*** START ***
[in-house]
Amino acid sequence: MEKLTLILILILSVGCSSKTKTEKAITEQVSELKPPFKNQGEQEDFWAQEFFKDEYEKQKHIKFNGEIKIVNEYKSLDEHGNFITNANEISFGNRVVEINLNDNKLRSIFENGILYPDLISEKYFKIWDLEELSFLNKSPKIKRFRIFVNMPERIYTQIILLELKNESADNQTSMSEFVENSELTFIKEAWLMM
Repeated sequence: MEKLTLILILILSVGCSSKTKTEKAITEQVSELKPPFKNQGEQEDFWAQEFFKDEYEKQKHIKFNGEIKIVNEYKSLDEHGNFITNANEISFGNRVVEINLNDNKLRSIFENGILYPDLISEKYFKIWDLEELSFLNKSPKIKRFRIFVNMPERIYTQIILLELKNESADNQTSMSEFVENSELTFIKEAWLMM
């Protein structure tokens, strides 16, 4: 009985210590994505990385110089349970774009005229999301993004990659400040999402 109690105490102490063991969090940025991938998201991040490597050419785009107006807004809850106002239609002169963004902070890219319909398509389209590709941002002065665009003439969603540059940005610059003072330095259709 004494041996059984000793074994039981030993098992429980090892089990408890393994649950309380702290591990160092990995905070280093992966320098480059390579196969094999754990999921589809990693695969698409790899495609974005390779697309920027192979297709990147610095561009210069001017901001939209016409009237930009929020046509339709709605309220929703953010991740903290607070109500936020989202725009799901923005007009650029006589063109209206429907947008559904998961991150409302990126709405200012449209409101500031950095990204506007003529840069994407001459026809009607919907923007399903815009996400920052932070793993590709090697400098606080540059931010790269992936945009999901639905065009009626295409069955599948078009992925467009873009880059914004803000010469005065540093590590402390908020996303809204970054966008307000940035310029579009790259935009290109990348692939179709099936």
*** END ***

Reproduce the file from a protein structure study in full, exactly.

[in-house]
Amino acid sequence: MEKLTLILILILSVGCSSKTKTEKAITEQVSELKPPFKNQGEQEDFWAQEFFKDEYEKQKHIKFNGEIKIVNEYKSLDEHGNFITNANEISFGNRVVEINLNDNKLRSIFENGILYPDLISEKYFKIWDLEELSFLNKSPKIKRFRIFVNMPERIYTQIILLELKNESADNQTSMSEFVENSELTFIKEAWLMM
Repeated sequence: MEKLTLILILILSVGCSSKTKTEKAITEQVSELKPPFKNQGEQEDFWAQEFFKDEYEKQKHIKFNGEIKIVNEYKSLDEHGNFITNANEISFGNRVVEINLNDNKLRSIFENGILYPDLISEKYFKIWDLEELSFLNKSPKIKRFRIFVNMPERIYTQIILLELKNESADNQTSMSEFVENSELTFIKEAWLMM
């Protein structure tokens, strides 16, 4: 009985210590994505990385110089349970774009005229999301993004990659400040999402 109690105490102490063991969090940025991938998201991040490597050419785009107006807004809850106002239609002169963004902070890219319909398509389209590709941002002065665009003439969603540059940005610059003072330095259709 004494041996059984000793074994039981030993098992429980090892089990408890393994649950309380702290591990160092990995905070280093992966320098480059390579196969094999754990999921589809990693695969698409790899495609974005390779697309920027192979297709990147610095561009210069001017901001939209016409009237930009929020046509339709709605309220929703953010991740903290607070109500936020989202725009799901923005007009650029006589063109209206429907947008559904998961991150409302990126709405200012449209409101500031950095990204506007003529840069994407001459026809009607919907923007399903815009996400920052932070793993590709090697400098606080540059931010790269992936945009999901639905065009009626295409069955599948078009992925467009873009880059914004803000010469005065540093590590402390908020996303809204970054966008307000940035310029579009790259935009290109990348692939179709099936």